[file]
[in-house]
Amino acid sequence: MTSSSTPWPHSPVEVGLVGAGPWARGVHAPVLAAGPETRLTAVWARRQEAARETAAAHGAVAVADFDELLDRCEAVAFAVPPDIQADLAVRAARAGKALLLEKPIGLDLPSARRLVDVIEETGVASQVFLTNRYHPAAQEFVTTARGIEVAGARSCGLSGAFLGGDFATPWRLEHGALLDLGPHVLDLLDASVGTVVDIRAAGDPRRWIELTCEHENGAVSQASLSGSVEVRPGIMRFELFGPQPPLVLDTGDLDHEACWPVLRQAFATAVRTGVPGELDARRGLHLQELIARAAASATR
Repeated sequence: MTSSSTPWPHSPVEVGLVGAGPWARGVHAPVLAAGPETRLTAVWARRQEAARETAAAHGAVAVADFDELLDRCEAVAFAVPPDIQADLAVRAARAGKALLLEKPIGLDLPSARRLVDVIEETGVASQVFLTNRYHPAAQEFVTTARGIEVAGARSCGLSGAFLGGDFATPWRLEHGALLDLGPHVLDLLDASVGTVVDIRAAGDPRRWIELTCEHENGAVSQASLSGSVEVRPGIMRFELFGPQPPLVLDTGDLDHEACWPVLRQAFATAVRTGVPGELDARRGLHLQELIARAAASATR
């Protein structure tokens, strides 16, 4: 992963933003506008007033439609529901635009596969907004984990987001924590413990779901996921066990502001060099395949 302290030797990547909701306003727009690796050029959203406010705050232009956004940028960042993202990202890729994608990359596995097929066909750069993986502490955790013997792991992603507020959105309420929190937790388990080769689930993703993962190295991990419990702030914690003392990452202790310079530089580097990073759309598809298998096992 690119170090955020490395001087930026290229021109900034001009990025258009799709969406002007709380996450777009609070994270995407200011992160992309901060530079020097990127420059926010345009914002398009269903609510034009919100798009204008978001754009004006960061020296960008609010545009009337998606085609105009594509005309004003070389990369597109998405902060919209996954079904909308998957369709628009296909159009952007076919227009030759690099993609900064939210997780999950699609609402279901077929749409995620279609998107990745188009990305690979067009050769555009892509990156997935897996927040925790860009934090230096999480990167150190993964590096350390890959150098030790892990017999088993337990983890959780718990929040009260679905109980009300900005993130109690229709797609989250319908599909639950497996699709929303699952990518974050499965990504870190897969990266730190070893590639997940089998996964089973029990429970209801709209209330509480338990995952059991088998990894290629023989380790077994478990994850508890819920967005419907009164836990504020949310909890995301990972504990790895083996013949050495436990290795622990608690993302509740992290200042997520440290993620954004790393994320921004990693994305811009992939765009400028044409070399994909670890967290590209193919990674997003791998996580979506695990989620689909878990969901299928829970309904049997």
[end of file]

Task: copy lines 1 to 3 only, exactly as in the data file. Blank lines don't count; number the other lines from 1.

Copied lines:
[in-house]
Amino acid sequence: MTSSSTPWPHSPVEVGLVGAGPWARGVHAPVLAAGPETRLTAVWARRQEAARETAAAHGAVAVADFDELLDRCEAVAFAVPPDIQADLAVRAARAGKALLLEKPIGLDLPSARRLVDVIEETGVASQVFLTNRYHPAAQEFVTTARGIEVAGARSCGLSGAFLGGDFATPWRLEHGALLDLGPHVLDLLDASVGTVVDIRAAGDPRRWIELTCEHENGAVSQASLSGSVEVRPGIMRFELFGPQPPLVLDTGDLDHEACWPVLRQAFATAVRTGVPGELDARRGLHLQELIARAAASATR
Repeated sequence: MTSSSTPWPHSPVEVGLVGAGPWARGVHAPVLAAGPETRLTAVWARRQEAARETAAAHGAVAVADFDELLDRCEAVAFAVPPDIQADLAVRAARAGKALLLEKPIGLDLPSARRLVDVIEETGVASQVFLTNRYHPAAQEFVTTARGIEVAGARSCGLSGAFLGGDFATPWRLEHGALLDLGPHVLDLLDASVGTVVDIRAAGDPRRWIELTCEHENGAVSQASLSGSVEVRPGIMRFELFGPQPPLVLDTGDLDHEACWPVLRQAFATAVRTGVPGELDARRGLHLQELIARAAASATR